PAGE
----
In Barcelona, the rate of foreign residents has quintupled since 2000, and in 2017, 23% of the population was foreign-born. From the late 1990s until today, the municipality has followed an intercultural strategy to implement inclusive measures for local migrant integration. These measures have been recently reinforced to welcome asylum seekers who tripled between 2015 and 2017. For this group, the municipality set up targeted housing and reception policies that complement the national reception system. Migrants have access to municipal measures in key sectors such as housing, minimum living allowances and labour market integration - by the employment service Barcelona Activa - on the same basis as the other residents. Further, Barcelona has developed sensitization initiatives to curb discrimination and improve service delivery in the most disadvantaged neighbourhoods. The municipality has developed local coordination mechanisms with migrant associations and non-governmental organisations that aim to share information, avoid duplication and maximise the access to services such as language classes for migrants. Yet, migrants are particularly affected by socio-economic inequalities particularly following the economic crisis. This report sheds light on how the municipality and non-state partners work together with the other levels of government for sustainable migrant and refugee integration.
  • 26-July-2018

    English

    Working Together for Local Integration of Migrants and Refugees in Vienna

    Fast population growth in the city of Vienna is largely related to international migration.  Long-standing migrant communities represent half of Vienna’s population. In 2016, 50% of the inhabitants had migrant backgrounds, and since 2015, the number of refugees and asylum seekers in the city has increased. Since 1971, the city has developed dedicated administrative structures and local policies for migrants. A dedicated municipal unit (MA17) oversees how departments achieve migration-sensitive standards in their respective policy fields and produces the yearly Vienna Integration and Diversity monitoring report. A good practice is 'Start Wien',  a comprehensive coaching and information programme addressing newcomers (including asylum seekers) for the first two years after arrival. After that, foreign residents benefit from non-targeted measures, for instance from a programme fighting labour market exclusion of low-skilled groups. Vienna has avoided high segregation due to its large and well spread social housing. However migrants can only access it after five years of residency in the city, before which they rely on private rental market. Vienna establishes close contacts with migrant associations and NGOs at the district level and engages public consultations when formulating integration concepts. This report sheds light on how the municipality and non-state partners work together with the other levels of government for sustainable migrant and refugee integration.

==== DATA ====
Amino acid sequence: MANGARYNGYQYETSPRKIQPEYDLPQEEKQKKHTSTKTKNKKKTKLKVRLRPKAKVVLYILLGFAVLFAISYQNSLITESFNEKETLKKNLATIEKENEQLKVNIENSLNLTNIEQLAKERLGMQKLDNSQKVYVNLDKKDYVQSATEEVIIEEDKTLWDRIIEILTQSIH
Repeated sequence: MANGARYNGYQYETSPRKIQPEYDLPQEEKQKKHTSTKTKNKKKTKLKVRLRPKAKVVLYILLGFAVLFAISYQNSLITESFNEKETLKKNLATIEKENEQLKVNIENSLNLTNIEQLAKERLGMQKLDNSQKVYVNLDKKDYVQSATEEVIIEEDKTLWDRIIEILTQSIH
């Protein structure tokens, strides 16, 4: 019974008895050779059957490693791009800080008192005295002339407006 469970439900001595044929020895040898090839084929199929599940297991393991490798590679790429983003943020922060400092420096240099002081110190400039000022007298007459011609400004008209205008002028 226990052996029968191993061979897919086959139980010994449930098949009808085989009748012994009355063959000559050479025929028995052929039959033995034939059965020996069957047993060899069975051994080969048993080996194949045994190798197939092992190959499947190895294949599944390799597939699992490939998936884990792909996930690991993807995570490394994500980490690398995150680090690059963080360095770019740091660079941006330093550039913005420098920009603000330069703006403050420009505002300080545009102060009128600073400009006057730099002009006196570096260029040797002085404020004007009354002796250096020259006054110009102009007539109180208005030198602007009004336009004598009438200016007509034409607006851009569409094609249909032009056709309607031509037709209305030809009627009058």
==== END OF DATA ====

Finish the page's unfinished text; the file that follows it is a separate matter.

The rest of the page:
• 26-July-2018

    English

    Working Together for Local Integration of Migrants and Refugees in Athens

    Migrants, including native-born children with migrant parents, account for 23% of Athens’ population (664,046 people), while the number of refugees and asylum seekers has rapidly increased since 2015 and is currently estimated at 18.000. To respond to the refugee inflow, Athens developed bold and innovative initiatives, often beyond their direct responsibilities, and sought supra-national and non-state sources of funding (i.e. Stavros Niarchos Foundation, British American Tobacco, etc.). This emphasis on reception and integration of newcomers is the result of strong political will and cooperation with non-state actors, in line with the city's broader priorities since 2010 including anti-discrimination and improving equal access to social services. Integrating newcomers through jobs is particularly challenging given the high unemployment rate that Greece has experienced. In addition, newcomers often have the desire to continue their journey towards northern European countries, reducing their incentives to integrate and learn Greek.